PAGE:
Ancient Greek Music
Much of what defines western culture in philosophy, science, and the arts has origins in the ancient Greek culture. The word music comes from the muses, the daughters of Zeus and patron goddesses of creative and intellectual endeavours. Music played an integral role in the lives of ancient Greeks and was almost universally used in society, from marriages and funerals to religious ceremonies, staged dramas, folk music and ballad-like reciting of epic poetry. Archaeological remains reveal an abundance of depictions on ceramics of music being performed, and there are a many literary references to ancient Greek music, as well as a few significant fragments of actual Greek musical notation. From these, we can reasonably surmise what ancient Greek music sounded like, the general role of music in society, the economics of music, the importance of a professional caste of musicians, etc. Music was heard in public at Olympic events, religious festivals, and in Greek drama.
Ancient Greek Musical Concepts Passed on to Western Culture
- Tuning system developed by Pythagoras using mathematically-precise octaves, fourths and fifths, which lasted until the late 15th century.
- System of consonance and dissonance (8ve, 5th, 4ths) that lasted well into the 14th century.
- Octave modal scale systems of seven pitches in whole-step and half-step increments.
- Musical terms such as scale, diatonic, chromatic, enharmonic, which are still used today.
Music as Science, Mathematics and Philosophy
- Music of the Spheres: It is important to note that the Greeks perceived music as a quantitative science—not an art. The entire study of music by the Greeks was less a formula for the production of playable music than it was a mathematical and philosophical description of how the universe was perceived to be constructed—the stars, the sun, the planets, all vibrating and moving in proportional harmony. If mankind is to be at one with the universe, we too must employ an ethical, proportional music system.
- Music and Mathematics: The famous mathematician Pythagoras (and his followers) laid the foundations of our knowledge of tuning and the study of harmonics—how strings and columns of air vibrate, how they produce intervals and overtones, how the overtones are related arithmetically to one another, etc.
- Ethical Power of Music: Greek philosophers believed that music was not only a pleasant amusement, but it could also elicit specific human behavior. They developed a complex system of modes relating to particular emotional and spiritual characteristics. The names for the various modes derived from the names of Greek tribes and peoples, the temperament and emotions of which were said to be characterized by the unique sound of each mode. The most esteemed mode was Dorian (D-E-F-G-A-B-C-D), which was associated with Apollo.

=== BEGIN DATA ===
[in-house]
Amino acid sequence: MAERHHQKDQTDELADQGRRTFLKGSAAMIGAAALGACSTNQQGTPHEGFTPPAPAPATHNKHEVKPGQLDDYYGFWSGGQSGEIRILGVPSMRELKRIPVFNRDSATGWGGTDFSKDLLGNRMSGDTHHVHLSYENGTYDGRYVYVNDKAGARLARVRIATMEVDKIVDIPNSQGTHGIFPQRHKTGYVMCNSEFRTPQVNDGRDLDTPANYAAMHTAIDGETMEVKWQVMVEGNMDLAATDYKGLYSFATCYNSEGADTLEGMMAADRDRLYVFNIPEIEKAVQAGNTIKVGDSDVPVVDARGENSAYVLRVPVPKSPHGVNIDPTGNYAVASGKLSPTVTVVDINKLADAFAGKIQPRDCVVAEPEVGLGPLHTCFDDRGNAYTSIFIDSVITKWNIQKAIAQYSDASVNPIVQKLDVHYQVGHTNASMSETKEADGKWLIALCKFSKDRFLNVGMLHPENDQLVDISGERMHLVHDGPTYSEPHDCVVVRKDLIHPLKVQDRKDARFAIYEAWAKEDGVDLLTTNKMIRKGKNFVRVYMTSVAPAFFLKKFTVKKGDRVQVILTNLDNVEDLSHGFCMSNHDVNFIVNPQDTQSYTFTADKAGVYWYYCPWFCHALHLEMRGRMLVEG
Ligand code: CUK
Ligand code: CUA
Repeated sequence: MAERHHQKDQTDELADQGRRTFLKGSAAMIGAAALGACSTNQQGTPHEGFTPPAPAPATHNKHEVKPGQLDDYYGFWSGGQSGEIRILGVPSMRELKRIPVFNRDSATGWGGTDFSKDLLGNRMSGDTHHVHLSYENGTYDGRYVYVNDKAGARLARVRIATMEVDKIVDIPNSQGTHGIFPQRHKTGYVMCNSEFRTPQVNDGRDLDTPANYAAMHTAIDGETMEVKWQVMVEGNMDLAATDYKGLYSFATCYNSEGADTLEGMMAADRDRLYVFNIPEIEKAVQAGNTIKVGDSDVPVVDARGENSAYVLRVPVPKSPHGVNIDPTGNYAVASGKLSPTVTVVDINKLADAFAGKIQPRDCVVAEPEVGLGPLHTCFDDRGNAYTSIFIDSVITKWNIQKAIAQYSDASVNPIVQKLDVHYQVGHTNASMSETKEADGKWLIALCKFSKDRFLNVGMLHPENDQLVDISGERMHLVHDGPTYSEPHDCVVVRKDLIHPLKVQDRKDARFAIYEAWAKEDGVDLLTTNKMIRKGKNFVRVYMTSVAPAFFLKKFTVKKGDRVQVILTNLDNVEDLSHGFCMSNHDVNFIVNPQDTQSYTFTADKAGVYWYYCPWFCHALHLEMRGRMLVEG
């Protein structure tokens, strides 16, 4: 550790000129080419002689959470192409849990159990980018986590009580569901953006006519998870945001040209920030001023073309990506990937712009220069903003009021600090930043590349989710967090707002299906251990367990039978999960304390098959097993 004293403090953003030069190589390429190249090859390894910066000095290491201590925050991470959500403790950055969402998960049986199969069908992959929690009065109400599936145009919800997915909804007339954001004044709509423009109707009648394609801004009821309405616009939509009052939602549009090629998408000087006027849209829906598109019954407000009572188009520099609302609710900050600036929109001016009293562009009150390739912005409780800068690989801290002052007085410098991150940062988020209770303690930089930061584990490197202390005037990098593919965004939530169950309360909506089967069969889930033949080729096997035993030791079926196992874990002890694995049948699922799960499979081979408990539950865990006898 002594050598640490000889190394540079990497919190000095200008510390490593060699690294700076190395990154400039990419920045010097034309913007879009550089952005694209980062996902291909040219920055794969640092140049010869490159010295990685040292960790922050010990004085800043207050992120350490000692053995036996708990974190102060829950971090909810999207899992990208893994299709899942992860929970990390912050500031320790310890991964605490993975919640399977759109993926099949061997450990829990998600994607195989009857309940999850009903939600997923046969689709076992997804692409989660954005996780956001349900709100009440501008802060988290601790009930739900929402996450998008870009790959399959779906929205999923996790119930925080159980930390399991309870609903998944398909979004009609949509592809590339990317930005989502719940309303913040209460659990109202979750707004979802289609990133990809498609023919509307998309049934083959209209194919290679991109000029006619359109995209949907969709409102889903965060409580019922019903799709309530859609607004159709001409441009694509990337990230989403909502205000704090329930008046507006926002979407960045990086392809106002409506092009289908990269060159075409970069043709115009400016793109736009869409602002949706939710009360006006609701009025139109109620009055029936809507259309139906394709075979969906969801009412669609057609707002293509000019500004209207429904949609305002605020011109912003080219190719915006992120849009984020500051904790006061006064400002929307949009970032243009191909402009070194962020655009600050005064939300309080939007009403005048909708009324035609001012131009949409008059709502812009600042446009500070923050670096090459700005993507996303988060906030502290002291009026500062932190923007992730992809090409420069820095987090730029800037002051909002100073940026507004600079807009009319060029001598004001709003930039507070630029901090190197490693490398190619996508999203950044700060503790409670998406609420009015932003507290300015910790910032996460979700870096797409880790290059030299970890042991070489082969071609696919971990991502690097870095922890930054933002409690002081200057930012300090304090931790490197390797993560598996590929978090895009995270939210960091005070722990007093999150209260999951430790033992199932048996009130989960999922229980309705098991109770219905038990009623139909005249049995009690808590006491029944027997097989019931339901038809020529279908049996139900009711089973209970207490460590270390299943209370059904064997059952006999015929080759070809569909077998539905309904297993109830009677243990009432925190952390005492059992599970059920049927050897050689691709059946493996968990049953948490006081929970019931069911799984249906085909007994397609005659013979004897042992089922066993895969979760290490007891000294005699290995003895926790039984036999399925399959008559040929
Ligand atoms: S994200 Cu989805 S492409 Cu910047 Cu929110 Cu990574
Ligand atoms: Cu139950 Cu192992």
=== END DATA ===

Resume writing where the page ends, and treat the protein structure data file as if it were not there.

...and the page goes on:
- The Philosophy of Music: The philosopher Plato talks about the proper use of various modes (Dorian, Phrygian, Lydian, etc.), and later wrote this complaint about the modern music of his time: "Our music was once divided into its proper forms...There were no whistles, unmusical mob-noises, or clapping for applause. The rule was to listen silently and learn; boys, teachers, and the crowd were kept in order by threat of the stick. . . . But later, an unmusical anarchy was led by poets who had natural talent, but were ignorant of the laws of music...Through foolishness they deceived themselves into thinking that there was no right or wrong way in music, that it was to be judged good or bad by the pleasure it gave."
- Musical instruments: Both Plato and Aristotle perceived instrumental music as inferior to music by the human voice. Still, the Greeks used a variety of percussion instruments (similar to timpani, snare drum, tambourine and cymbals), wind instruments (such as the reeded aulos and a the Pan pipes), and a variety of plucked stringed instruments (such as the psaltery, the harp, the lyre, and the kithara—though fretted/stopped string instruments were rare). Instruments were often associated with a particular ethos (Lyre= Apollo/enlightenment; Aulos=Dionysus/raucousness).
- Musical notation: most Greek music was monophonic and transmitted by oral tradition, but some 50 fragmentary examples still survive today. Greek notation is very different from our modern notation of clefs, staves, notes, etc. At first, the Greeks divided the octave into many more than 12 pitches, and gave a different symbol to each possible pitch (no repeats at the octave; vocal and instrumental pitches had different symbols). Later, they developed a system of consonance and dissonance focusing on octaves, fifths and fourths derived by dividing the octave into seven-pitch scales of whole-steps and half-steps.